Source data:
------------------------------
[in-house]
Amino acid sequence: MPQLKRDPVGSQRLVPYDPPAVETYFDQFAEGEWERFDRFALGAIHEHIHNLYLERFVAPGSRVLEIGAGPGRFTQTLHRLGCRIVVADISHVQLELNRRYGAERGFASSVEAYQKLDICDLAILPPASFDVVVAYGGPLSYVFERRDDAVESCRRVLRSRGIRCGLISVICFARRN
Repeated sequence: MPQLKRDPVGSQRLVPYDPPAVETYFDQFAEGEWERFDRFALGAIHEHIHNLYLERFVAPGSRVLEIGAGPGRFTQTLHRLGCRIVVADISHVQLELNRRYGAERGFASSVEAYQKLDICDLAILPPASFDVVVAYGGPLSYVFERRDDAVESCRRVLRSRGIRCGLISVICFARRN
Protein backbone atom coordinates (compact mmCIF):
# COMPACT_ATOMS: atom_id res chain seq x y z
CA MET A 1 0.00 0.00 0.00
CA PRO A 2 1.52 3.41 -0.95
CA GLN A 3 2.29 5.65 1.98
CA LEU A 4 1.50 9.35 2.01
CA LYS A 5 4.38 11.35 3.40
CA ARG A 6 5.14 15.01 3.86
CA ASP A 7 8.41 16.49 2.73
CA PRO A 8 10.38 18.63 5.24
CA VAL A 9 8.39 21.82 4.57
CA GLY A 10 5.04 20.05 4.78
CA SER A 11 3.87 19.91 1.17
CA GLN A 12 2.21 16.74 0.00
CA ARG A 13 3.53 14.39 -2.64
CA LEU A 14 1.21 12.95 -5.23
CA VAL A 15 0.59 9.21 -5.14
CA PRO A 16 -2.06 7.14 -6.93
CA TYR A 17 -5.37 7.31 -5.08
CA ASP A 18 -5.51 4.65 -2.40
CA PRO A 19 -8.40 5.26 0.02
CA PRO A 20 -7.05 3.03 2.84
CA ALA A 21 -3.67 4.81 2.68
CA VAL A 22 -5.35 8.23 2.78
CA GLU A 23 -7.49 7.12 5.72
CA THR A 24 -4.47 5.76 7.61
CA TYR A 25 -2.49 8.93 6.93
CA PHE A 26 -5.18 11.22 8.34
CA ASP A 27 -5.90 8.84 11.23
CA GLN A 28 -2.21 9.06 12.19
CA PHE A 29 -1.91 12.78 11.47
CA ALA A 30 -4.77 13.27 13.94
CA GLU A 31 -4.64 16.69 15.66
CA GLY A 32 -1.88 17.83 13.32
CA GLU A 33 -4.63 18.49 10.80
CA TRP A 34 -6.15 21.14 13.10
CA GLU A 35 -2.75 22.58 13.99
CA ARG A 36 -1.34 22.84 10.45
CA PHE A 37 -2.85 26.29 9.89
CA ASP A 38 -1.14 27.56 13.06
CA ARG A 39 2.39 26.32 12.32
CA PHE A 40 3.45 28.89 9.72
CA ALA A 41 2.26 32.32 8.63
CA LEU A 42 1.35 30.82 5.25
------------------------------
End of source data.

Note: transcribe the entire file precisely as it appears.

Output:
[in-house]
Amino acid sequence: MPQLKRDPVGSQRLVPYDPPAVETYFDQFAEGEWERFDRFALGAIHEHIHNLYLERFVAPGSRVLEIGAGPGRFTQTLHRLGCRIVVADISHVQLELNRRYGAERGFASSVEAYQKLDICDLAILPPASFDVVVAYGGPLSYVFERRDDAVESCRRVLRSRGIRCGLISVICFARRN
Repeated sequence: MPQLKRDPVGSQRLVPYDPPAVETYFDQFAEGEWERFDRFALGAIHEHIHNLYLERFVAPGSRVLEIGAGPGRFTQTLHRLGCRIVVADISHVQLELNRRYGAERGFASSVEAYQKLDICDLAILPPASFDVVVAYGGPLSYVFERRDDAVESCRRVLRSRGIRCGLISVICFARRN
Protein backbone atom coordinates (compact mmCIF):
# COMPACT_ATOMS: atom_id res chain seq x y z
CA MET A 1 0.00 0.00 0.00
CA PRO A 2 1.52 3.41 -0.95
CA GLN A 3 2.29 5.65 1.98
CA LEU A 4 1.50 9.35 2.01
CA LYS A 5 4.38 11.35 3.40
CA ARG A 6 5.14 15.01 3.86
CA ASP A 7 8.41 16.49 2.73
CA PRO A 8 10.38 18.63 5.24
CA VAL A 9 8.39 21.82 4.57
CA GLY A 10 5.04 20.05 4.78
CA SER A 11 3.87 19.91 1.17
CA GLN A 12 2.21 16.74 0.00
CA ARG A 13 3.53 14.39 -2.64
CA LEU A 14 1.21 12.95 -5.23
CA VAL A 15 0.59 9.21 -5.14
CA PRO A 16 -2.06 7.14 -6.93
CA TYR A 17 -5.37 7.31 -5.08
CA ASP A 18 -5.51 4.65 -2.40
CA PRO A 19 -8.40 5.26 0.02
CA PRO A 20 -7.05 3.03 2.84
CA ALA A 21 -3.67 4.81 2.68
CA VAL A 22 -5.35 8.23 2.78
CA GLU A 23 -7.49 7.12 5.72
CA THR A 24 -4.47 5.76 7.61
CA TYR A 25 -2.49 8.93 6.93
CA PHE A 26 -5.18 11.22 8.34
CA ASP A 27 -5.90 8.84 11.23
CA GLN A 28 -2.21 9.06 12.19
CA PHE A 29 -1.91 12.78 11.47
CA ALA A 30 -4.77 13.27 13.94
CA GLU A 31 -4.64 16.69 15.66
CA GLY A 32 -1.88 17.83 13.32
CA GLU A 33 -4.63 18.49 10.80
CA TRP A 34 -6.15 21.14 13.10
CA GLU A 35 -2.75 22.58 13.99
CA ARG A 36 -1.34 22.84 10.45
CA PHE A 37 -2.85 26.29 9.89
CA ASP A 38 -1.14 27.56 13.06
CA ARG A 39 2.39 26.32 12.32
CA PHE A 40 3.45 28.89 9.72
CA ALA A 41 2.26 32.32 8.63
CA LEU A 42 1.35 30.82 5.25